Proficiency Based Learning I


Proficiency Based Learning I

With this post I will begin a key series which discusses the complexities of proficiency-based learning as I understand it here in the state of Maine.

Let’s begin.

In the common language of education,  there are two kinds of standards which are often conflated and confused.  Unfortunately we often address them together, but they are different and distinct.

On the one hand, there are content standards which are used mostly in classroom curriculum creation in order to categorize content. The Common Core content standards exist for most disciplines, and it has helped many schools.  Around the state these schools will voluntarily use the Common Core in order to organize curriculum and assessment.  They provide a good framework for understanding and organizing the content of a classroom.  They often include statements about skills, but they are nonetheless content driven.

The second set of standards are what I call Graduation Standards which depend on content standards.  Graduation Standards are skill-based and not necessarily dependent on content standards. For example the graduation standard regarding becoming an effective communicator is an essential standard for graduation.  Students should and must meet that standard to earn a diploma.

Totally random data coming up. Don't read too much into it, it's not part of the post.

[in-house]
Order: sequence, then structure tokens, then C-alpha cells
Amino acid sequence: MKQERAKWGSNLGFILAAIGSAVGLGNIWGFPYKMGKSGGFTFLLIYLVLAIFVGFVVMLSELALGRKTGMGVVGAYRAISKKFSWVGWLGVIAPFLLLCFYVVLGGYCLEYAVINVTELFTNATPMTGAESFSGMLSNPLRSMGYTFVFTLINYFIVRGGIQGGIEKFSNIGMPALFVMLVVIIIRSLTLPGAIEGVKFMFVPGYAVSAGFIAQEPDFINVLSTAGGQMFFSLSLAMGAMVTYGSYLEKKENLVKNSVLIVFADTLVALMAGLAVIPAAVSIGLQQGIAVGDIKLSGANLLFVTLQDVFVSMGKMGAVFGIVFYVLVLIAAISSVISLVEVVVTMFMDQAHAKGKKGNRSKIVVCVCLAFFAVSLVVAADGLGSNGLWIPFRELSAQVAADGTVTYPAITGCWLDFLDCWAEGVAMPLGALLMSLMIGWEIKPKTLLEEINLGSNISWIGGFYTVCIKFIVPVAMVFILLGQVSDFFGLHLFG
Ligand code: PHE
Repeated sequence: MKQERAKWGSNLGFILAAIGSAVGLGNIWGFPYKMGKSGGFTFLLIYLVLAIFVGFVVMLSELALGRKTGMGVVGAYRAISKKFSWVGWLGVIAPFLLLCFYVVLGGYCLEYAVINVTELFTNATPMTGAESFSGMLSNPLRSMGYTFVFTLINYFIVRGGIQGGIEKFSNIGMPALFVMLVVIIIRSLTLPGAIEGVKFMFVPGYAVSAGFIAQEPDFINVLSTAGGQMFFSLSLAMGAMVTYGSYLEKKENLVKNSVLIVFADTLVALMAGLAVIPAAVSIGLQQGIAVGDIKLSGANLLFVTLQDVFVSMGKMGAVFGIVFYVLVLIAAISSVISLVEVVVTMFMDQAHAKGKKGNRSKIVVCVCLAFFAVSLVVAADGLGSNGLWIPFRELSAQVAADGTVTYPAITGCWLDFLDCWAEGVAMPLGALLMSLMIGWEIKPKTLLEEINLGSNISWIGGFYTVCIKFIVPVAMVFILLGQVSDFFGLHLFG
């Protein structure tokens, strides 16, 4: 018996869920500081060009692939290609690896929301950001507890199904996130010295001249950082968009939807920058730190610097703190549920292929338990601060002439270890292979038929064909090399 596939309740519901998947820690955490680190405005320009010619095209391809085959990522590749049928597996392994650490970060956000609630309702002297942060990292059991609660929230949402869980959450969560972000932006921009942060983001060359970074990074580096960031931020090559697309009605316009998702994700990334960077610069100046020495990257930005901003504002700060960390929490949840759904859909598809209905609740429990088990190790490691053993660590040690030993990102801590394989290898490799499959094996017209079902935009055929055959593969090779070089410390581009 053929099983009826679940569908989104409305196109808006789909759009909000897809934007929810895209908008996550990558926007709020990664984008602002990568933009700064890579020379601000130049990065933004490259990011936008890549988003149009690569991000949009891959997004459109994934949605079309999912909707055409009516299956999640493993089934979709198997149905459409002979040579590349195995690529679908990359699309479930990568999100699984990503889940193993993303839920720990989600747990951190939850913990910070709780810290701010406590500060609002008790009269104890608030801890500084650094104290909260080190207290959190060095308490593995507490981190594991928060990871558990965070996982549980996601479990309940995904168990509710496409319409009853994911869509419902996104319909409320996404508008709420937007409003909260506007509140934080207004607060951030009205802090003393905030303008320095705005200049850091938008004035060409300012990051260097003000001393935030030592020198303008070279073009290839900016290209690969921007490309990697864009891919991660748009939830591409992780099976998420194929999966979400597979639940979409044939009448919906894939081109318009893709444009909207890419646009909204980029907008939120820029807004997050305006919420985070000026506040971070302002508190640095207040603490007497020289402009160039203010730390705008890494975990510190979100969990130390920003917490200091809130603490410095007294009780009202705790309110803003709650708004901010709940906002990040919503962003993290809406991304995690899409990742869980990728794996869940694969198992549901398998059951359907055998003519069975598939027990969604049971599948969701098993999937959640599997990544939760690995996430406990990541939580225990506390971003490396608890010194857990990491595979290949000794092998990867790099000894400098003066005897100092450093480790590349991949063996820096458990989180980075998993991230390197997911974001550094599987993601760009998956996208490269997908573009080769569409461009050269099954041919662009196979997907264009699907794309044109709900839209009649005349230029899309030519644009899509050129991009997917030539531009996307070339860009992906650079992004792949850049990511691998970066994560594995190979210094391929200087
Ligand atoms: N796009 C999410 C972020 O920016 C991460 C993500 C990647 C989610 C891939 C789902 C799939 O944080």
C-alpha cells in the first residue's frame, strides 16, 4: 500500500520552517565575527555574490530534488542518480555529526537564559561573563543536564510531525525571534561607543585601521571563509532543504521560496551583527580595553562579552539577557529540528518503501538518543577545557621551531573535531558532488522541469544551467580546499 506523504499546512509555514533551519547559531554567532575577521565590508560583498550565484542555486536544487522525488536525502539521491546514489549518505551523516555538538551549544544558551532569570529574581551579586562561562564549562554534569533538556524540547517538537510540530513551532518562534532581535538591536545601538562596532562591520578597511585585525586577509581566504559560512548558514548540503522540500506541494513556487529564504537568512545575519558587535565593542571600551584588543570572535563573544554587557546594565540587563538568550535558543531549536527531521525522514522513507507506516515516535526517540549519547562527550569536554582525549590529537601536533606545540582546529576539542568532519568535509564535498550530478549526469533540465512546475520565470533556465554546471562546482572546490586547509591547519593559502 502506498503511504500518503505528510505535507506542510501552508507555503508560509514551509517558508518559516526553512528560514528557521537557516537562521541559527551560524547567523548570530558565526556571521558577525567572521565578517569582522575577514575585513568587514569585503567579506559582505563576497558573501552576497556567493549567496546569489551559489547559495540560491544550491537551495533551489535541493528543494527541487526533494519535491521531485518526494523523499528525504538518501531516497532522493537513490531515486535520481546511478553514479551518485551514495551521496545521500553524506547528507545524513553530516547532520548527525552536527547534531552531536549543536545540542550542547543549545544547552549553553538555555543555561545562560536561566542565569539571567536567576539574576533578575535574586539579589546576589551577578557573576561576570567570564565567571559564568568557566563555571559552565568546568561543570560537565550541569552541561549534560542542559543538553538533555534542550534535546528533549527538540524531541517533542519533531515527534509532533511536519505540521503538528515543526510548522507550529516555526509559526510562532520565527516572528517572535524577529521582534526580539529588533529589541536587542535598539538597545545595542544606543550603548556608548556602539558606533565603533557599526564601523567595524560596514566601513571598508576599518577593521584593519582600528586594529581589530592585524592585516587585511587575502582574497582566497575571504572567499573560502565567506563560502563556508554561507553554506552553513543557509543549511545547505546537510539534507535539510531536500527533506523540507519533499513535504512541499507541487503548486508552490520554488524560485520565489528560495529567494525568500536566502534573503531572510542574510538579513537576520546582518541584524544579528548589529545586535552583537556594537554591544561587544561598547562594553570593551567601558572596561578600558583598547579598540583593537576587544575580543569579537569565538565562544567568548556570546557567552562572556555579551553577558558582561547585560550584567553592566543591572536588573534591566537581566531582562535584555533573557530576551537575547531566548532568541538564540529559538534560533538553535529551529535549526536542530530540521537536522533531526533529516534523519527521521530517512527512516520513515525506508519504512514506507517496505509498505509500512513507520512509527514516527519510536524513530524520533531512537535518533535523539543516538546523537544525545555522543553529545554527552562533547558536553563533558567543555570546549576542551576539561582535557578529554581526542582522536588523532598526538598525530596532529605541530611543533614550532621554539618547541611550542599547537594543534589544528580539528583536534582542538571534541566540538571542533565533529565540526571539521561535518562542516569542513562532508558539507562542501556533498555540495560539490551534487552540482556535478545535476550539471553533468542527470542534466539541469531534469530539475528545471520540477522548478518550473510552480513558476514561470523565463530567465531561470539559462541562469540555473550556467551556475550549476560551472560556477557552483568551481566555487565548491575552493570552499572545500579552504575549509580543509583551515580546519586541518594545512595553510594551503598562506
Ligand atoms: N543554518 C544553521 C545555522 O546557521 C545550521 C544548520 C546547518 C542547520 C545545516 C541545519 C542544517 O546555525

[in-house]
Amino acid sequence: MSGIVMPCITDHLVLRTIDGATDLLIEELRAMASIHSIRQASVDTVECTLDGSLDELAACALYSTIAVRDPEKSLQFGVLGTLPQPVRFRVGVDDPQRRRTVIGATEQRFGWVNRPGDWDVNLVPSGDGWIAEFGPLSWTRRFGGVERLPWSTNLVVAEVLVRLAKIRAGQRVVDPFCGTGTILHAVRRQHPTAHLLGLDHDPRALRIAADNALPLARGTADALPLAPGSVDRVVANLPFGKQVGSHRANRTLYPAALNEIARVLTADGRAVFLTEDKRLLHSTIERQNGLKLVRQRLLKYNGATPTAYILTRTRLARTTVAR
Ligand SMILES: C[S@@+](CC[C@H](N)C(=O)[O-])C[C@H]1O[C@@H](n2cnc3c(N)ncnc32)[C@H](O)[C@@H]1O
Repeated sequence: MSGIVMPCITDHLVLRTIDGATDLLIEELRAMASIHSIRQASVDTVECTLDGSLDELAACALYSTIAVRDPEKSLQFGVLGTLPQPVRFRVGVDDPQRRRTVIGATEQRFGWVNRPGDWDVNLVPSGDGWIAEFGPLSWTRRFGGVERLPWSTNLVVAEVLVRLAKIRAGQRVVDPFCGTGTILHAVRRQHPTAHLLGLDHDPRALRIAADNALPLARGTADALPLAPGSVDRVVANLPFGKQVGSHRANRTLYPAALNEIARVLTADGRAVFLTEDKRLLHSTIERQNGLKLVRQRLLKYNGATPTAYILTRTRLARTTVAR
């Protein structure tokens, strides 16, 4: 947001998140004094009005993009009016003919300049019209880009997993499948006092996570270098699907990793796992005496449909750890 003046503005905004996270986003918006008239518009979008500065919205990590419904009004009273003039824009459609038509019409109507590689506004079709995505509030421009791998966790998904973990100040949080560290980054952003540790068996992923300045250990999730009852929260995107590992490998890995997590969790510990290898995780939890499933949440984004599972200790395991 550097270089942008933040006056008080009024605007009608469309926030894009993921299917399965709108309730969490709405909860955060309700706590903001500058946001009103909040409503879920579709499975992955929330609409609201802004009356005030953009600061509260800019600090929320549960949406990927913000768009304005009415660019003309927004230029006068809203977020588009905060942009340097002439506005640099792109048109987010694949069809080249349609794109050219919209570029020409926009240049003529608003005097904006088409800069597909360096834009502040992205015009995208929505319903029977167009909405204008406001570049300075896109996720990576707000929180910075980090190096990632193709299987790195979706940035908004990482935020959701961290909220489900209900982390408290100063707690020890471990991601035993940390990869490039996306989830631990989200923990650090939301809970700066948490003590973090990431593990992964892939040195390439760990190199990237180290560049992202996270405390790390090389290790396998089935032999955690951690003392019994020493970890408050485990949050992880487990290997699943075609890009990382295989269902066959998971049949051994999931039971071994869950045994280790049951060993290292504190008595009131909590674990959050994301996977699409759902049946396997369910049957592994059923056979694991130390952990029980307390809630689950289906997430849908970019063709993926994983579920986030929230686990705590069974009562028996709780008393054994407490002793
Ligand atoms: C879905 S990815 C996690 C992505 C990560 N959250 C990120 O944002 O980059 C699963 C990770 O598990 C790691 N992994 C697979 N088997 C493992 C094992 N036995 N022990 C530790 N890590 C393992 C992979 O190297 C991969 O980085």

As the educator, I would hope all classes in someway address the need for students to become effective communicators.  That makes the idea of “An Effective Communicator” a graduation standard rather than a content standard.  Graduation standards are those things we want all students to be able to do, to be proficient in doing.

When we talk about proficiency based grading and assessment or proficiency based learning, we should always keep in mind whether those are in reference to content or graduation standards.  

There’s a difference.  

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